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Colleen DulleApril 11, 2022
(Photo from iStock)

A Reflection for Monday of Holy Week

Mary took a liter of costly perfumed oil
made from genuine aromatic nard
and anointed the feet of Jesus and dried them with her hair;
the house was filled with the fragrance of the oil. (Jn 12:3)

Today’s Gospel passage is so visceral, it draws us into an Ignatian contemplation of the scene almost effortlessly. We can imagine ourselves as Mary anointing Jesus’ feet, Martha characteristically hustling about but stilled with love at her sister’s gesture or even as Lazarus, who has already tasted his own resurrection, watching Mary use the same funeral oil to annoint the living Jesus as she had used on him in the tomb he’d walked out of.

Even placing ourselves as simple observers in the scene—perhaps as one of the people who came to gawk at Lazarus, having heard the rumors—the sensory details the Gospel evokes are overwhelming. When Mary bends down to wash Jesus’ feet with her hair, the dinner conversation ceases, silenced by the intimacy of the gesture. The smell of the funerary oil fills everyone’s noses, conjuring as only smells can their memories of loved ones lost, and they face the realization that the end is likely near for their teacher and friend.

The kind of silence that descends in these moments is thick and reverent; no one moves, for fear of breaking it. So when Judas suddenly complains that Mary has wasted the oil, tempers spike immediately. Even the Gospel writer snaps in his retelling: “He said this not because he cared about the poor but because he was a thief and held the money bag and used to steal the contributions.”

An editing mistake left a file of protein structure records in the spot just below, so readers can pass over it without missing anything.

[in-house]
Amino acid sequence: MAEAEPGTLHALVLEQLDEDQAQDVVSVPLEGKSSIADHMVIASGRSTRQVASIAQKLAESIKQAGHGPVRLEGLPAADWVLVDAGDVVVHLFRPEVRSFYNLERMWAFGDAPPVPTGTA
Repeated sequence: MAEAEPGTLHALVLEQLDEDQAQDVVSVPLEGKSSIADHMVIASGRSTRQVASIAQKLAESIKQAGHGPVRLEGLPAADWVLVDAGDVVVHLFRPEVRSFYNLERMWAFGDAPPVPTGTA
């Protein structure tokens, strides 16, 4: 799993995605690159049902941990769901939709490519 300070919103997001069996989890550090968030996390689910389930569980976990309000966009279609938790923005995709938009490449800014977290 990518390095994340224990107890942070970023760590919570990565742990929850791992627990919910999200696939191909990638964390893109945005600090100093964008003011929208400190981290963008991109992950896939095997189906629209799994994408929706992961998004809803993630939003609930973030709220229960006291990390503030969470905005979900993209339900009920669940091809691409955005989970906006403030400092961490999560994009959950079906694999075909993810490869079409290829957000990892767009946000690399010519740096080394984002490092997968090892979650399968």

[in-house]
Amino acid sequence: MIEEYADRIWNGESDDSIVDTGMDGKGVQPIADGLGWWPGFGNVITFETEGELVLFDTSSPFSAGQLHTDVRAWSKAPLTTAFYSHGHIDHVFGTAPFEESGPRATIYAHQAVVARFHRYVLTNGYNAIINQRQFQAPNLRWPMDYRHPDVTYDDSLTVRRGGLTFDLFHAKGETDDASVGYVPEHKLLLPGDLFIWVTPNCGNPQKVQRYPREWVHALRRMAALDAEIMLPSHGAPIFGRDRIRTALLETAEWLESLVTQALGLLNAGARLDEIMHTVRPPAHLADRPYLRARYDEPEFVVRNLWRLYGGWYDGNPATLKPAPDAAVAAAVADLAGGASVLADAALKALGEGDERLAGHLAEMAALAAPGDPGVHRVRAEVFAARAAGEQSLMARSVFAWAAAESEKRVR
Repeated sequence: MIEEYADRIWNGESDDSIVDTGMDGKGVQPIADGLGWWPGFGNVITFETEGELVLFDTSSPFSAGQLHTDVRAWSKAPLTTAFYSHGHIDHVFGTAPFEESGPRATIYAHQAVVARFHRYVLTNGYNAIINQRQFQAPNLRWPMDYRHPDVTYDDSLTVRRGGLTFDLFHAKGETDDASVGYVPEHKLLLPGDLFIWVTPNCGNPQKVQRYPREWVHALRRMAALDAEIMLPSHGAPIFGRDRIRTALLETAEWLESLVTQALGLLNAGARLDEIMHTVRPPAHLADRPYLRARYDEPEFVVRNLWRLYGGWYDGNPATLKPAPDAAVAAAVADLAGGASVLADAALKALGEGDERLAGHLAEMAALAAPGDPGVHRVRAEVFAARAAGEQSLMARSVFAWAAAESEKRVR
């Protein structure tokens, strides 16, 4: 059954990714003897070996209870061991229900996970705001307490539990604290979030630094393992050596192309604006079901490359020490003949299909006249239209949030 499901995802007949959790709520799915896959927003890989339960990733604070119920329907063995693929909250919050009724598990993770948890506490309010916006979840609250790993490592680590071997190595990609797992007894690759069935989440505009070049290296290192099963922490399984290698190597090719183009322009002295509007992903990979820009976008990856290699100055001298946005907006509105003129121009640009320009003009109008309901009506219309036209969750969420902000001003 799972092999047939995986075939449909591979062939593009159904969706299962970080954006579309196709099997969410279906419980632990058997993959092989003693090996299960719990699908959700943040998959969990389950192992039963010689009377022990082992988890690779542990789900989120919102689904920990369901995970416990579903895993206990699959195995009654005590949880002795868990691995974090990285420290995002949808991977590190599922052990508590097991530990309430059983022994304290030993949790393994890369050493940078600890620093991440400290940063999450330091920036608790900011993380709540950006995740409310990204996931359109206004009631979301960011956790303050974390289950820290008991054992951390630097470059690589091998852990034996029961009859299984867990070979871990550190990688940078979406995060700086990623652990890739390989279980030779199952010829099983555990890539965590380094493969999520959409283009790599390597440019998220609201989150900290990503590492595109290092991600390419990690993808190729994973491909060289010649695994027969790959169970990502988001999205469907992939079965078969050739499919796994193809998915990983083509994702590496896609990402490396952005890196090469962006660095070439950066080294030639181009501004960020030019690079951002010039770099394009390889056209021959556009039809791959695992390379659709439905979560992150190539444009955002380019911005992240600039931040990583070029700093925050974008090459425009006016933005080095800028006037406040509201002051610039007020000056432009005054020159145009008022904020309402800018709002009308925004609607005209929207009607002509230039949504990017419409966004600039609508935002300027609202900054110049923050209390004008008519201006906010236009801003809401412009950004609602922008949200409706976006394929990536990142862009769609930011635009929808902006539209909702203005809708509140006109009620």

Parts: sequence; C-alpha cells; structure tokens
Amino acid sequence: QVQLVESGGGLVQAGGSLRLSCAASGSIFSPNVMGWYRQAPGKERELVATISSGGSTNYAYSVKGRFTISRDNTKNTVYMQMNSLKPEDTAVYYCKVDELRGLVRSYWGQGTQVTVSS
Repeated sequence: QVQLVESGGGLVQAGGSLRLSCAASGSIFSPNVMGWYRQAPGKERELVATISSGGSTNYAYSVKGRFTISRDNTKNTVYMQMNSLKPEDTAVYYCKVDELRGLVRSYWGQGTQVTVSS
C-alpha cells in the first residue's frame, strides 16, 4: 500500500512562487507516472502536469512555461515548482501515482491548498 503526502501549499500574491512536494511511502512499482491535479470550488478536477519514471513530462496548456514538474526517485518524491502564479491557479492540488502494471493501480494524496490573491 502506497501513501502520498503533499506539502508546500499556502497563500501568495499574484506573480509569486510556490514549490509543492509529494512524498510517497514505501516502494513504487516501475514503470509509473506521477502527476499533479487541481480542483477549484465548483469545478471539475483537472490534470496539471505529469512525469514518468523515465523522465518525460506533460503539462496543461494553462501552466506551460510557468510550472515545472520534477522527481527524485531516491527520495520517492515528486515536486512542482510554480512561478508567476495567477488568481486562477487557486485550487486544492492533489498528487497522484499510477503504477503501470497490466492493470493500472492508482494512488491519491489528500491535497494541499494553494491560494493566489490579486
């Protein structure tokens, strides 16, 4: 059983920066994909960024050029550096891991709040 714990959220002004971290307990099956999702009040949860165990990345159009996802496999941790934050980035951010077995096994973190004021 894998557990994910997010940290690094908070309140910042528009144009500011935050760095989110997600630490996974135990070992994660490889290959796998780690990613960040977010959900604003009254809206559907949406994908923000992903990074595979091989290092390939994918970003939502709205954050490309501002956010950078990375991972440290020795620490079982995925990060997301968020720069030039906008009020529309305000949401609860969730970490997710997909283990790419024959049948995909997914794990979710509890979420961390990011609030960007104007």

It is in this context that we must read Jesus’ oft-maligned response, “You always have the poor with you, but you do not always have me.” Jesus does not say, in a shocking departure from his other teachings, that the poor do not matter, but rather: Cherish this sacred moment you have with me. Bear the reverent silence, breathe deeply the smell of oil, let your heart be broken at the sight of Mary anointing my feet and realize we are nearing the end.

Get to know Colleen Dulle, associate editor

What are you giving up for Lent?

This year, I’m spending 30 minutes in prayer a day. I’ve been so busy lately that this really feels like “giving up” 30 minutes as much as it does adding 30 minutes of prayer.

Do you cheat on Sundays?

Usually I do; I like the idea that Sundays are for celebrating the Resurrection even in little ways, like breaking your Lenten fast. But this year I’ll still be praying on Sundays!

Favorite non-meat recipe

I still make Alison Roman’s spiced chickpea stew with coconut and turmeric that went viral in 2019.

Favorite Lent artwork

William Congdon’s “Crocefisso 2” (1960)

More: Scripture / Lent

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